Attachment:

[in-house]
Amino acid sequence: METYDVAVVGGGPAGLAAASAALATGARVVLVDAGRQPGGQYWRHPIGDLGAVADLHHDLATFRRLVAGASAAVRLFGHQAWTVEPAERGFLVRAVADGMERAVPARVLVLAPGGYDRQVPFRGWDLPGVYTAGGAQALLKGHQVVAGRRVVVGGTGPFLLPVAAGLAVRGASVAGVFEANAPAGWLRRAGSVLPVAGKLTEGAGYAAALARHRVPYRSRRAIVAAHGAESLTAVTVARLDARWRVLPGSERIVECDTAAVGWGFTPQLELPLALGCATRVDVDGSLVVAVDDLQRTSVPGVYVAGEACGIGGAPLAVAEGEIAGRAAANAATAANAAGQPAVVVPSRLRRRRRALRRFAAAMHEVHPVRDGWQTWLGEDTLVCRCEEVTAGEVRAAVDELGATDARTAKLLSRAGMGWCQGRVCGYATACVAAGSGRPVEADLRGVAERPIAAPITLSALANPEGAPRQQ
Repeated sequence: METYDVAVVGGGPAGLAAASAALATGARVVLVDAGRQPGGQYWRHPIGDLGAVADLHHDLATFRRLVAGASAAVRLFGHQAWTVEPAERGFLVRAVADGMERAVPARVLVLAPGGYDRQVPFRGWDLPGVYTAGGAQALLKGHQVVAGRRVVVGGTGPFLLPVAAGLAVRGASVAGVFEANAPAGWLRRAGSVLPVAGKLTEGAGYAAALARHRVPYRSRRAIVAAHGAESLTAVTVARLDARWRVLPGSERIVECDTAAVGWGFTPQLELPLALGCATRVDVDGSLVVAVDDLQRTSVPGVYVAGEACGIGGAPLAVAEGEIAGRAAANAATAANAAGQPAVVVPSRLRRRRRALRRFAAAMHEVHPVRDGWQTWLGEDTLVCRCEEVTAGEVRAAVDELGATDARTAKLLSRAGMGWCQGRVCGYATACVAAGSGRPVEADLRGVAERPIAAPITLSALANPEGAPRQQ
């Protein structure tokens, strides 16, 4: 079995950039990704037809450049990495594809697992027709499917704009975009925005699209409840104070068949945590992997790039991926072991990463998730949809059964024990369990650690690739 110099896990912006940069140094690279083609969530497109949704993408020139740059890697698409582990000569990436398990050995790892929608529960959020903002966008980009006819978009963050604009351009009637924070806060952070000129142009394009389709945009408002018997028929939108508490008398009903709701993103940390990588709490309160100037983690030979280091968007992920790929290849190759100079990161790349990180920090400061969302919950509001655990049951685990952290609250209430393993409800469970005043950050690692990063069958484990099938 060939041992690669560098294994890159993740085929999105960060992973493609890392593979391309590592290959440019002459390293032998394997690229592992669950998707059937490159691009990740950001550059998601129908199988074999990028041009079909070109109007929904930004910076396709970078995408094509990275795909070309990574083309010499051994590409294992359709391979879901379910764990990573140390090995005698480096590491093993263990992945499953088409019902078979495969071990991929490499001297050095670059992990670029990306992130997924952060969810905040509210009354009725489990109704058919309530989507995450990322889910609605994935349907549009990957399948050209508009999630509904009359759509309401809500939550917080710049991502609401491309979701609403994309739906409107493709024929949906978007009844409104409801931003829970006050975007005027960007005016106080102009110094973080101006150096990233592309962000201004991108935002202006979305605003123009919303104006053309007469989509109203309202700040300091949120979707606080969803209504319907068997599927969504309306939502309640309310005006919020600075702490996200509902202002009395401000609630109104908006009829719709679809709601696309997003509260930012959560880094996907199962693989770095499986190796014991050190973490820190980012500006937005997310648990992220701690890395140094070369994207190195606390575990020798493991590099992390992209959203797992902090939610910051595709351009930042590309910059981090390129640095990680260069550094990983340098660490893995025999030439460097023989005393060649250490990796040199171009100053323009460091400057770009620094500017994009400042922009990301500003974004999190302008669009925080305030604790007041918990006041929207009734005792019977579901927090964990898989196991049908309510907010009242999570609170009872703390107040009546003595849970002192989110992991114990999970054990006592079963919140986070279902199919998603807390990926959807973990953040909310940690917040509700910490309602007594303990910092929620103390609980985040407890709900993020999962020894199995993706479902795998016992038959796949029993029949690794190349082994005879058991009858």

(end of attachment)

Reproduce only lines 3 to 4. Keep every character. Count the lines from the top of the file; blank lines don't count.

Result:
Repeated sequence: METYDVAVVGGGPAGLAAASAALATGARVVLVDAGRQPGGQYWRHPIGDLGAVADLHHDLATFRRLVAGASAAVRLFGHQAWTVEPAERGFLVRAVADGMERAVPARVLVLAPGGYDRQVPFRGWDLPGVYTAGGAQALLKGHQVVAGRRVVVGGTGPFLLPVAAGLAVRGASVAGVFEANAPAGWLRRAGSVLPVAGKLTEGAGYAAALARHRVPYRSRRAIVAAHGAESLTAVTVARLDARWRVLPGSERIVECDTAAVGWGFTPQLELPLALGCATRVDVDGSLVVAVDDLQRTSVPGVYVAGEACGIGGAPLAVAEGEIAGRAAANAATAANAAGQPAVVVPSRLRRRRRALRRFAAAMHEVHPVRDGWQTWLGEDTLVCRCEEVTAGEVRAAVDELGATDARTAKLLSRAGMGWCQGRVCGYATACVAAGSGRPVEADLRGVAERPIAAPITLSALANPEGAPRQQ
């Protein structure tokens, strides 16, 4: 079995950039990704037809450049990495594809697992027709499917704009975009925005699209409840104070068949945590992997790039991926072991990463998730949809059964024990369990650690690739 110099896990912006940069140094690279083609969530497109949704993408020139740059890697698409582990000569990436398990050995790892929608529960959020903002966008980009006819978009963050604009351009009637924070806060952070000129142009394009389709945009408002018997028929939108508490008398009903709701993103940390990588709490309160100037983690030979280091968007992920790929290849190759100079990161790349990180920090400061969302919950509001655990049951685990952290609250209430393993409800469970005043950050690692990063069958484990099938 060939041992690669560098294994890159993740085929999105960060992973493609890392593979391309590592290959440019002459390293032998394997690229592992669950998707059937490159691009990740950001550059998601129908199988074999990028041009079909070109109007929904930004910076396709970078995408094509990275795909070309990574083309010499051994590409294992359709391979879901379910764990990573140390090995005698480096590491093993263990992945499953088409019902078979495969071990991929490499001297050095670059992990670029990306992130997924952060969810905040509210009354009725489990109704058919309530989507995450990322889910609605994935349907549009990957399948050209508009999630509904009359759509309401809500939550917080710049991502609401491309979701609403994309739906409107493709024929949906978007009844409104409801931003829970006050975007005027960007005016106080102009110094973080101006150096990233592309962000201004991108935002202006979305605003123009919303104006053309007469989509109203309202700040300091949120979707606080969803209504319907068997599927969504309306939502309640309310005006919020600075702490996200509902202002009395401000609630109104908006009829719709679809709601696309997003509260930012959560880094996907199962693989770095499986190796014991050190973490820190980012500006937005997310648990992220701690890395140094070369994207190195606390575990020798493991590099992390992209959203797992902090939610910051595709351009930042590309910059981090390129640095990680260069550094990983340098660490893995025999030439460097023989005393060649250490990796040199171009100053323009460091400057770009620094500017994009400042922009990301500003974004999190302008669009925080305030604790007041918990006041929207009734005792019977579901927090964990898989196991049908309510907010009242999570609170009872703390107040009546003595849970002192989110992991114990999970054990006592079963919140986070279902199919998603807390990926959807973990953040909310940690917040509700910490309602007594303990910092929620103390609980985040407890709900993020999962020894199995993706479902795998016992038959796949029993029949690794190349082994005879058991009858």